tl;dr: Heavy Metal (Animated — 1981): a movie about a green orb of ultimate evil with the coolest soundtrack ever. Also… that’s my oldest son at Easter. When did Easter become Halloween for lazy people?
Heavy Metal Trailer (1981) (NSFW)
Directed by Jimmy T. Murakami, Gerald Potterton
Starring John Candy, Harold Ramis, Al Waxman, Eugene Levy,
and Joe Flaherty as “Lawyer/General”
‘Heavy Metal’ is the coolest animated movie ever produced.
It’s sectioned into an anthology, told in sequence by a little green orb called “The LocNor,” which is the manifestation of all that is evil in the universe. The segments, in order, are called “Soft Landing“; “Grimandi”; “Harry Canyon”; “Den”; “Captain Sternn”; “B-17 Flying Fortress”; “So Beautiful, So Dangerous”, and; “Taarna”. None of this makes any difference because two key segments were cut out which basically turned the movie into eight separate movies, each starring a green orb of evil. One of the segments, called “Neverwhere Land” — which included the Pink Floyd classic “Time” — was cut, ironically, to reduce the run time. The other segment was edited back because of a scene of a dude’s full frontal nudity. Despite the almost constant female nudity, sex and definitely constant violence and blood-letting, it was a dude’s limp dick which almost got this movie an X Rating.
As a result the movie, or at least the story and main plot, comes off as uneven and juvenile. Which probably would have happened anyway. But that’s not the point. The individual segments actually work as short films, the animation is cutting edge, the storylines — based on sex and violence — were almost completely unheard of in a mainstream animated movie, and the soundtrack… the soundtrack is, quite simply, a who’s who of Late 70’s Heavy Metal Music and a perfect example of how cool a soundtrack — at that point almost entirely limited to the Movie’s Score — could be. Among others, the music of Sammy Hagar, Nazareth, Blue Öyster Cult, Cheap Trick, Black Sabbath, Stevie Nicks and Grand Funk Railroad are all featured in the film.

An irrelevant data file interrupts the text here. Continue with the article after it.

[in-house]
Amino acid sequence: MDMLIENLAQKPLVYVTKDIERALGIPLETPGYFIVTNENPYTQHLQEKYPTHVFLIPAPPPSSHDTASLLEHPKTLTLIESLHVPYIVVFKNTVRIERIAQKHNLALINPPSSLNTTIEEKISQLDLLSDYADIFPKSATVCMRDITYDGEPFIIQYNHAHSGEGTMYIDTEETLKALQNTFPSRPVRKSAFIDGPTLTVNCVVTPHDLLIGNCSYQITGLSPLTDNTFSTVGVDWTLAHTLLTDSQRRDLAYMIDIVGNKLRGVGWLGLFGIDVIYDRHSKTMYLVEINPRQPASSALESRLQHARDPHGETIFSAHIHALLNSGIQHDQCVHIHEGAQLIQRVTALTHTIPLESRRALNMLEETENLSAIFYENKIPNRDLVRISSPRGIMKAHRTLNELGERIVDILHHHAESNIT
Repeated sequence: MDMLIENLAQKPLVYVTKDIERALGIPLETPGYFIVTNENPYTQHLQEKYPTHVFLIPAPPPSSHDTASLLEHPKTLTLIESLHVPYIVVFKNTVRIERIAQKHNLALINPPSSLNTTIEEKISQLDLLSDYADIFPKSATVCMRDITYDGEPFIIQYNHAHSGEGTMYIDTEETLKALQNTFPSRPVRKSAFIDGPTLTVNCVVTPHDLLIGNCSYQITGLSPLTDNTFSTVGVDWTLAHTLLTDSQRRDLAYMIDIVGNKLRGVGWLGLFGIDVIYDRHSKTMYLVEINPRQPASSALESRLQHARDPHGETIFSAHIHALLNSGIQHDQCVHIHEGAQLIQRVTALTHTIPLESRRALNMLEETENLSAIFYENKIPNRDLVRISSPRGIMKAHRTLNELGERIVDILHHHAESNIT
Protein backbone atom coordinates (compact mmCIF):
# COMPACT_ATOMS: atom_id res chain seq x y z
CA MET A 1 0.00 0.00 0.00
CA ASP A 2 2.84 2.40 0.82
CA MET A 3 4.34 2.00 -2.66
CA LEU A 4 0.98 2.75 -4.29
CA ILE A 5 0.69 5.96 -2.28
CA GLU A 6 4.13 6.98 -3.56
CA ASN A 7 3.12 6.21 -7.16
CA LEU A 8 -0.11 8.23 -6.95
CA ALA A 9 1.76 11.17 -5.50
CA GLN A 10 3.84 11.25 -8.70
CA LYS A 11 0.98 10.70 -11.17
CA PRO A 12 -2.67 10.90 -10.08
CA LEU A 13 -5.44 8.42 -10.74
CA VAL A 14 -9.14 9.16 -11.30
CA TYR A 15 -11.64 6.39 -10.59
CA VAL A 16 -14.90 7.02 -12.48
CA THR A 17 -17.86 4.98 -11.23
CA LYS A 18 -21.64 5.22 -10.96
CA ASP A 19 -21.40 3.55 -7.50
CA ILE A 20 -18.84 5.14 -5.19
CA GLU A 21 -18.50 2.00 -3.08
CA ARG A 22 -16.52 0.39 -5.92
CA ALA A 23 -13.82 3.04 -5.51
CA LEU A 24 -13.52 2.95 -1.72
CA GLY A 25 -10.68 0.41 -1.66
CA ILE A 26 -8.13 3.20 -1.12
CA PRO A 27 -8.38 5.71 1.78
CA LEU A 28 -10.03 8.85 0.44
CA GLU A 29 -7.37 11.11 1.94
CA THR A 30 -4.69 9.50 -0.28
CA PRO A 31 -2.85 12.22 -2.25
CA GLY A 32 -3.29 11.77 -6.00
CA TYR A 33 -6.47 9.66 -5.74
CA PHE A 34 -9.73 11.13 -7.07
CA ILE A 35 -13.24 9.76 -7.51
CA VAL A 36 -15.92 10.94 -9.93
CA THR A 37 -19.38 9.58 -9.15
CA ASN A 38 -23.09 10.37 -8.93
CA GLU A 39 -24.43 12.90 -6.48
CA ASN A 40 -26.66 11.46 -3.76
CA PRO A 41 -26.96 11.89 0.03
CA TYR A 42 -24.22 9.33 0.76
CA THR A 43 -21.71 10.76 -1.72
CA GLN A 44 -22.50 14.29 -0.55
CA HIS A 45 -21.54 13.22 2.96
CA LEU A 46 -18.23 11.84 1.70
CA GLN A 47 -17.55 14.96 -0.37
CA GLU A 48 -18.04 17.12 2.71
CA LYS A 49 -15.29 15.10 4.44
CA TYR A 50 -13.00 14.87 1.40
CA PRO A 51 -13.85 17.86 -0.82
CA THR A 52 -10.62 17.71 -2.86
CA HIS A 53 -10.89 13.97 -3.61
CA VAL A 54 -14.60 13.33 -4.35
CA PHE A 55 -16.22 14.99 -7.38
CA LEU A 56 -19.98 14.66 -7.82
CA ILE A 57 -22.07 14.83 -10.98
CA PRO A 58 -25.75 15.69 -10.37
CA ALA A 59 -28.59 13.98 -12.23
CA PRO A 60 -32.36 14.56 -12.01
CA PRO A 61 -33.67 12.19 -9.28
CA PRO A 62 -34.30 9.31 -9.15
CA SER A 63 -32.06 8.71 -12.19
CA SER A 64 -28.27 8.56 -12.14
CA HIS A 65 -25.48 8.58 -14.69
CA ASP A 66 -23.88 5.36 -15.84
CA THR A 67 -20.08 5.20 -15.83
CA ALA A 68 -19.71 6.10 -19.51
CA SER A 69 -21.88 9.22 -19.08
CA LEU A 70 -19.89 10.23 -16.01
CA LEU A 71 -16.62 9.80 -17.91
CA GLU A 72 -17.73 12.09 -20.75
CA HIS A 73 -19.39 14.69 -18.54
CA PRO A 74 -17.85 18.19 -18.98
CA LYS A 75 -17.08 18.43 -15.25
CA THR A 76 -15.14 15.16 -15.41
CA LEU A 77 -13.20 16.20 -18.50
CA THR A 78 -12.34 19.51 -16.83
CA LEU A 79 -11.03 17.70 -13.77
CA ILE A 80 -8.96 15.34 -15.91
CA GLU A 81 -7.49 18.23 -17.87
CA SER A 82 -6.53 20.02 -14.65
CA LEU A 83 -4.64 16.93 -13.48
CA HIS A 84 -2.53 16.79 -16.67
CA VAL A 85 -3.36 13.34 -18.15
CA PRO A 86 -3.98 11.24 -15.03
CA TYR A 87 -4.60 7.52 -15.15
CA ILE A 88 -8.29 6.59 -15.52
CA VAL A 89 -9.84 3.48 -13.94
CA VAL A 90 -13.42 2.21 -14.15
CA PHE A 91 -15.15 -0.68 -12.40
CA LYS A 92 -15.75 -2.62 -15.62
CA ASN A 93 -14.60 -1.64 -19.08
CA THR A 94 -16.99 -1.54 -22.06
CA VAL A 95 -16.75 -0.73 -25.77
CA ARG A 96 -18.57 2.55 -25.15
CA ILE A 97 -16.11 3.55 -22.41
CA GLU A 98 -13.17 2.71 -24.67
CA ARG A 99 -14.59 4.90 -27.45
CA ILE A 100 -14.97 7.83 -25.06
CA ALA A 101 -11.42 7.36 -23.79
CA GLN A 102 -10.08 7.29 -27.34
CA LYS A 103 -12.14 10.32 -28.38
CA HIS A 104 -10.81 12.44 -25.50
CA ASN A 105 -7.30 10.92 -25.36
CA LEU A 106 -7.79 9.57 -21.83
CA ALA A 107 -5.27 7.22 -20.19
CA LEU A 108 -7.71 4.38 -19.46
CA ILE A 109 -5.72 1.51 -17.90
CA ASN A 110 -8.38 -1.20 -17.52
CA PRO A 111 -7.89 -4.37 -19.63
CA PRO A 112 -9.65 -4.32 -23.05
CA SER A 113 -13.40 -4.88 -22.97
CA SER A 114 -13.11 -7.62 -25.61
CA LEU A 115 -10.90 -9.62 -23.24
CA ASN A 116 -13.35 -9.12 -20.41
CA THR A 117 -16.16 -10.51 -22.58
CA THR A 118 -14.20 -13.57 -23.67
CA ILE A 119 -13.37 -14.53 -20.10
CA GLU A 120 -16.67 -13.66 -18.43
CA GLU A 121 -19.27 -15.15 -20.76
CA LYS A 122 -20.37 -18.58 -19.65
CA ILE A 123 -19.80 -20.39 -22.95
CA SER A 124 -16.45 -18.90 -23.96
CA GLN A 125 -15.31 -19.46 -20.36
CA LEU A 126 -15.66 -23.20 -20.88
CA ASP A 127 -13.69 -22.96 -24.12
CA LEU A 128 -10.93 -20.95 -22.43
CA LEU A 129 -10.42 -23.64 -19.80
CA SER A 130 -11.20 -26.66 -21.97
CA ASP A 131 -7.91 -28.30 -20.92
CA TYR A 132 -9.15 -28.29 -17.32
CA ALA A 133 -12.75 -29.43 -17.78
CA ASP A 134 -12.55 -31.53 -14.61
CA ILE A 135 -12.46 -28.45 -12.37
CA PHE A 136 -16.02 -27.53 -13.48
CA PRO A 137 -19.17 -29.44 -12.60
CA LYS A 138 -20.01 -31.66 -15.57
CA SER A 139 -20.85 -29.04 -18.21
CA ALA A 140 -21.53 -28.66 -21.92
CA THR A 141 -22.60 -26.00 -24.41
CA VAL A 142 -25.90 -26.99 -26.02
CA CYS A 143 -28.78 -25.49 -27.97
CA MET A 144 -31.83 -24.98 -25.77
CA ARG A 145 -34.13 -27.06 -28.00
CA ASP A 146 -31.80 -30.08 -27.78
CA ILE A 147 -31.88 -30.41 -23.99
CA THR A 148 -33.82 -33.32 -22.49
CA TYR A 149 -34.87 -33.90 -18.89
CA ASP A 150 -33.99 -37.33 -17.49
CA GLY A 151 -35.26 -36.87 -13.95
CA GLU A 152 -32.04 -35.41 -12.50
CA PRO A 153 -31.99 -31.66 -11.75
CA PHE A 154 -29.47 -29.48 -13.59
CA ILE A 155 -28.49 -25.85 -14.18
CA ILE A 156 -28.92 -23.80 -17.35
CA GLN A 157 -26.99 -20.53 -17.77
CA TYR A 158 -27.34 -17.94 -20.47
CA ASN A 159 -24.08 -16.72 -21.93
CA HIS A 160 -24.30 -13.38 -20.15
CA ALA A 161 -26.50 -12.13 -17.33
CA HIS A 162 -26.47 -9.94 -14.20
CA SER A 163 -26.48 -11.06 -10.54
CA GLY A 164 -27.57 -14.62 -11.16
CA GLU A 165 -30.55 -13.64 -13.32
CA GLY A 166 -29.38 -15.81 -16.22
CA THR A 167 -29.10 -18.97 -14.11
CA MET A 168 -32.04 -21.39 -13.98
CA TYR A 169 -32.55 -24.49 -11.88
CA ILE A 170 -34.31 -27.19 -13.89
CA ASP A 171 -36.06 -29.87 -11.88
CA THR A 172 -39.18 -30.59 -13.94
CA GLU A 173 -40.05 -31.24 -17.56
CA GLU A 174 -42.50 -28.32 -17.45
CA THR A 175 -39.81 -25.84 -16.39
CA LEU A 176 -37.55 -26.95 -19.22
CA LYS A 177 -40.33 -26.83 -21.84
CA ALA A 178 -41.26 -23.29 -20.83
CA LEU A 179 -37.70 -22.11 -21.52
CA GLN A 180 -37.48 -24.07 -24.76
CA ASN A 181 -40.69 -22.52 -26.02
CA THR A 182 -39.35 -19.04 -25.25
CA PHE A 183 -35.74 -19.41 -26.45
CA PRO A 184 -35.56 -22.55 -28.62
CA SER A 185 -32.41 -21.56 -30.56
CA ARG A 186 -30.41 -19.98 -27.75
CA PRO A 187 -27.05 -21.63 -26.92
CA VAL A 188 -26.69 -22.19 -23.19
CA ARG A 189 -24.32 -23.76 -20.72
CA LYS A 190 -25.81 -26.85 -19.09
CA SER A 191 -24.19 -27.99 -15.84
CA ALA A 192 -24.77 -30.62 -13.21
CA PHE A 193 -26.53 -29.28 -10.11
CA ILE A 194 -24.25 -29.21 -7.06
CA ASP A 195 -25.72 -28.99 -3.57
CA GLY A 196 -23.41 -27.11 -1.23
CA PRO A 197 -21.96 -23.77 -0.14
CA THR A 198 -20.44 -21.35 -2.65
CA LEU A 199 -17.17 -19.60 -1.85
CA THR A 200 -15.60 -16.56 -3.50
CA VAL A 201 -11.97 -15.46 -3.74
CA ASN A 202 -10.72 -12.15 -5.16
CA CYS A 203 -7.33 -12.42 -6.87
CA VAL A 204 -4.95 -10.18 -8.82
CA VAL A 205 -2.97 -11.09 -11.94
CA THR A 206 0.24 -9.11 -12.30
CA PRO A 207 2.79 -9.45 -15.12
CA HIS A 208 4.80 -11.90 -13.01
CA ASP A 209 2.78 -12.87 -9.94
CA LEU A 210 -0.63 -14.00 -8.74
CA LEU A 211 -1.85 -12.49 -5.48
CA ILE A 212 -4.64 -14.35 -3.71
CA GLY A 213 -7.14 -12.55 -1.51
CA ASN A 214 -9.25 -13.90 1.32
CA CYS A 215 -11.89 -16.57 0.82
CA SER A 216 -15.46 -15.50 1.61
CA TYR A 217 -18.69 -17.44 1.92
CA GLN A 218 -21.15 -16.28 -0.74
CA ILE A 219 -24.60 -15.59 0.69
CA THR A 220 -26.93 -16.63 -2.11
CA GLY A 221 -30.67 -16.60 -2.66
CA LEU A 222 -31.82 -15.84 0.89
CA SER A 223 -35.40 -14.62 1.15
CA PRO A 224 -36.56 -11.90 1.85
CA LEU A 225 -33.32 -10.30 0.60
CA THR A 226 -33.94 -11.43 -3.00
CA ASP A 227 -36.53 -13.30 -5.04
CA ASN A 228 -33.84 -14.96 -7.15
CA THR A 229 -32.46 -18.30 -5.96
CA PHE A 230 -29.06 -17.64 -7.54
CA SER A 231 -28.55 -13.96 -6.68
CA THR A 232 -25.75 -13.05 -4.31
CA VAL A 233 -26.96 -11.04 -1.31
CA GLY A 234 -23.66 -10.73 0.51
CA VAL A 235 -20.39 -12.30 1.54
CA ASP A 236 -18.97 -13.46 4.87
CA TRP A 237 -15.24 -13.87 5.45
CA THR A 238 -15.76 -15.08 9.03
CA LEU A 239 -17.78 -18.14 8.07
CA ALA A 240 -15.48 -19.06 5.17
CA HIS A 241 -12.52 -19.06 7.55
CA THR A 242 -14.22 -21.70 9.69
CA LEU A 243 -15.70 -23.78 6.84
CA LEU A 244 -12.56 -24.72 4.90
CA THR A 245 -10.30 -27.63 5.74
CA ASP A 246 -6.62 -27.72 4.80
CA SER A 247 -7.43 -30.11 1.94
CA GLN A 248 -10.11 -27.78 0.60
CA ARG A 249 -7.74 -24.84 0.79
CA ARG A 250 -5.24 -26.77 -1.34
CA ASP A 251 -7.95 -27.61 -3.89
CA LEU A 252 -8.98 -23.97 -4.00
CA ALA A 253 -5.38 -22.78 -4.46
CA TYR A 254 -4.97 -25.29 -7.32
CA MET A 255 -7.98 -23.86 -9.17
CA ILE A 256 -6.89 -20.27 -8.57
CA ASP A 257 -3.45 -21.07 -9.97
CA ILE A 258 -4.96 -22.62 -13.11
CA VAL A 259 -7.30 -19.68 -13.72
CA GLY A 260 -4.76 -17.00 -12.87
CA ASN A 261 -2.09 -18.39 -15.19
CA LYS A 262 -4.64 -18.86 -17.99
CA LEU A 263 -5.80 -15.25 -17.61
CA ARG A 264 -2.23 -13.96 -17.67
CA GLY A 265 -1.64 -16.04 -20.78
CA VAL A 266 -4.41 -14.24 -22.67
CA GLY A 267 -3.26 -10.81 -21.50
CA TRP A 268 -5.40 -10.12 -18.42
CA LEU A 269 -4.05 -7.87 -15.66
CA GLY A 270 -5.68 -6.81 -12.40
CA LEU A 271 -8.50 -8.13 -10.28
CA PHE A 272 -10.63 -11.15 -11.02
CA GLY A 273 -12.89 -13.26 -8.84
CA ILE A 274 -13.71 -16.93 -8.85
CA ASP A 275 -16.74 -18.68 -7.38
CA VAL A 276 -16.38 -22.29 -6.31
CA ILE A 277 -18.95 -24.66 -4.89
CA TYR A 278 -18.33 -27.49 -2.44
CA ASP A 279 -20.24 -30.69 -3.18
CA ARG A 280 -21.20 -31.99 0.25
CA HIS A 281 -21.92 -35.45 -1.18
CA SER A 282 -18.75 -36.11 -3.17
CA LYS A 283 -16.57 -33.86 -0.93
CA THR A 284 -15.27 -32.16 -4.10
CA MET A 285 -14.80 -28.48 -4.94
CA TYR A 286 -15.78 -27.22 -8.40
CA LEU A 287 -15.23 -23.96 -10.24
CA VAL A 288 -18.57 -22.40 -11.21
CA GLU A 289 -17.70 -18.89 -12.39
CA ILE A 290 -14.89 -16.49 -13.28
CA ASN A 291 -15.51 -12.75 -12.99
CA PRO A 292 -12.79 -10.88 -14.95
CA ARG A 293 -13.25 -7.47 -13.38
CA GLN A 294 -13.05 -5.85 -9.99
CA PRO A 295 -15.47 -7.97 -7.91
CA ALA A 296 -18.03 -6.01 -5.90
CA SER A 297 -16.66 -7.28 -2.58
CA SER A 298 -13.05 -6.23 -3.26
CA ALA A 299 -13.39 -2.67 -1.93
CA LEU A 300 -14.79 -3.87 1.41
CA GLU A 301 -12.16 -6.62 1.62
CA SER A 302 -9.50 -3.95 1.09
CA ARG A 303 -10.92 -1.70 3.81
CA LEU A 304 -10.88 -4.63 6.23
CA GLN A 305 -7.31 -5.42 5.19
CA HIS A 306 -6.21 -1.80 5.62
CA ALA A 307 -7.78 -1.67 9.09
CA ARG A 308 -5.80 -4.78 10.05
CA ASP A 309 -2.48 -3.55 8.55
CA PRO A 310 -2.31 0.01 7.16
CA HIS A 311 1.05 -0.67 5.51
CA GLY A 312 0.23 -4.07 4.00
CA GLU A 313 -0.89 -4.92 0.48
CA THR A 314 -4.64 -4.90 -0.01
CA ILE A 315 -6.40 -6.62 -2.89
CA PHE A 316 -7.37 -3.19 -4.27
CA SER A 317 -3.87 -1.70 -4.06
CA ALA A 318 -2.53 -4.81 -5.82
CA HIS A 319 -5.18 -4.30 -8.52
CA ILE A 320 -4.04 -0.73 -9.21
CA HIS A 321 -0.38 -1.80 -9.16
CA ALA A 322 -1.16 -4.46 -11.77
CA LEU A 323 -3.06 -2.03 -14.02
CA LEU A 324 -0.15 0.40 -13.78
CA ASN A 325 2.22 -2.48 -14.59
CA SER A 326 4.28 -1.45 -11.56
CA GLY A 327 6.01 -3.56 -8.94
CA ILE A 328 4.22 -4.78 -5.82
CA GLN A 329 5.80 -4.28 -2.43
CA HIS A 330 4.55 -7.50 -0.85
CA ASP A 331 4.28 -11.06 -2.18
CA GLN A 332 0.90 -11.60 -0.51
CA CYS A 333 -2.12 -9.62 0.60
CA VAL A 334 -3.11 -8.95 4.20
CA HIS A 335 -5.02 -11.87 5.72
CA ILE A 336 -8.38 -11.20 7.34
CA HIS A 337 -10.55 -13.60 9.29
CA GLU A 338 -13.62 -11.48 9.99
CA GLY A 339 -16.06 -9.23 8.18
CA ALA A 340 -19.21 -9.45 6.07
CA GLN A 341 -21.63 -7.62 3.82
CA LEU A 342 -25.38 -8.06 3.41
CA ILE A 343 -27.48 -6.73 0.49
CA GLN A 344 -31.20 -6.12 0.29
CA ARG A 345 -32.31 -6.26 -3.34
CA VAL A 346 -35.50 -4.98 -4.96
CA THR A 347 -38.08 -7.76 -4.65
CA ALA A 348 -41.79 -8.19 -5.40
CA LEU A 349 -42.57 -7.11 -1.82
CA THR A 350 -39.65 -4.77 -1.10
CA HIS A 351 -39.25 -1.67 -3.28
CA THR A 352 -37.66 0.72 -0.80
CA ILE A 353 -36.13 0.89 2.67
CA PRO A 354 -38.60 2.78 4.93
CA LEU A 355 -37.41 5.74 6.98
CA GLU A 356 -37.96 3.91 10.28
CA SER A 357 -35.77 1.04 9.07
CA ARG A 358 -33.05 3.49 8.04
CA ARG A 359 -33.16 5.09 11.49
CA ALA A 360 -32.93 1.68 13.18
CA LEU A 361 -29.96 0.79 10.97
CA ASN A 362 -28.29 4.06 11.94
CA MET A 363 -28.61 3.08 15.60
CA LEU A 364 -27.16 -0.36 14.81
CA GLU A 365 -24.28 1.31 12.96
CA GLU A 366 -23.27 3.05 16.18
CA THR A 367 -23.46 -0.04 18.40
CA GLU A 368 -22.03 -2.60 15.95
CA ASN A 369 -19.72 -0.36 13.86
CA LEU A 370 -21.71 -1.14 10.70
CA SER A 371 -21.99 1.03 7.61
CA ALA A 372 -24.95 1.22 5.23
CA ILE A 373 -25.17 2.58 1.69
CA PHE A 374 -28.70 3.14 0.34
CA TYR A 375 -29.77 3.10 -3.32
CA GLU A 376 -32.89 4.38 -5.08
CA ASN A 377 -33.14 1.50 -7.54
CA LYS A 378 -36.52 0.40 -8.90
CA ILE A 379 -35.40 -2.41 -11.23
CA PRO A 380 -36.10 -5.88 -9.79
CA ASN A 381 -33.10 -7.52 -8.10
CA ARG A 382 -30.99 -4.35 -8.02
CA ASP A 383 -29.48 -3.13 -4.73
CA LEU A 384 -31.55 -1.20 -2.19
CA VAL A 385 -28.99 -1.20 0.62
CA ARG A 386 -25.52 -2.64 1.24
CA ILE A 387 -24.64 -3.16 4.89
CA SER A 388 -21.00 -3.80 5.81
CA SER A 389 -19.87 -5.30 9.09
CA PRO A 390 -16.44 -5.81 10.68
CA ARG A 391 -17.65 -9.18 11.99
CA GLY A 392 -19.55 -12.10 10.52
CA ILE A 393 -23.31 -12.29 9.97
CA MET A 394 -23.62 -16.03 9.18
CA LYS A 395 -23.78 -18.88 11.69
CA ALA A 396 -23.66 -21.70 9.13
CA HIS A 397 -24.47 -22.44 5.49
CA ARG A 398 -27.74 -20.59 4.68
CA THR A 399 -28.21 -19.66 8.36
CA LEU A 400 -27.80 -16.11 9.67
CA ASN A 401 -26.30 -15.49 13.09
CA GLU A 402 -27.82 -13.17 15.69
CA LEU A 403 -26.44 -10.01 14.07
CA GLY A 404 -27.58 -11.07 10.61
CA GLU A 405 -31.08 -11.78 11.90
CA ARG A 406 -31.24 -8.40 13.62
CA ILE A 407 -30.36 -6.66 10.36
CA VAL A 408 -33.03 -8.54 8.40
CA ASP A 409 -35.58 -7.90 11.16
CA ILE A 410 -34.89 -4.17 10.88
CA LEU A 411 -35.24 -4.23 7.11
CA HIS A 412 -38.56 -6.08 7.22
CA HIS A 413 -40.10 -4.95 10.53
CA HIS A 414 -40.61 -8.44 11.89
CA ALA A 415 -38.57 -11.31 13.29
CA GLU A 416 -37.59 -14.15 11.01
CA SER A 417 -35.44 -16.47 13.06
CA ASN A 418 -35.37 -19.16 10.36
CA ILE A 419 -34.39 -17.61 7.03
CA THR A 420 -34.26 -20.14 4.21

Ironically, even more than the deleted segments, it was the music that doomed Heavy Metal to cult classic status. After its 1981 theatre release Heavy Metal always had a home on HBO and other movie channels however, a handful of legal fights over music licensing kept Heavy Metal from being released into the Home Video Market until about 1996. The same fights kept the soundtrack from being re-released on CD until 1995.
The movie is based on an American-based magazine of the same name, which had a Canadian publisher at the time. The animators came from America and Europe, but an equal amount of Canadians worked on this movie. Weirdly, the voice work was mostly done by members of the SCTV Improv Group. The Producers were Canadian and Canadian taxpayers money paid for most of the film and distribution… the animation, through the sequences, has different styles because several different animation houses were used to cut down on time and cost. Among animators Heavy Metal is considered to be a classic, and was the inspiration for “live action” movies such as the “Alien” franchise and “The Fifth Element,” as well as classics like “Akira” and “Bladerunner.”
Hanover Fiste: He never did anything that was… illegal… unless you count all the times he sold dope disguised as a nun.
Zeks: Look, man, if there’s one thing I know, it’s how to drive while I’m stoned. You know your perception is completely fucked so you just let your hands work the controls as if you were straight.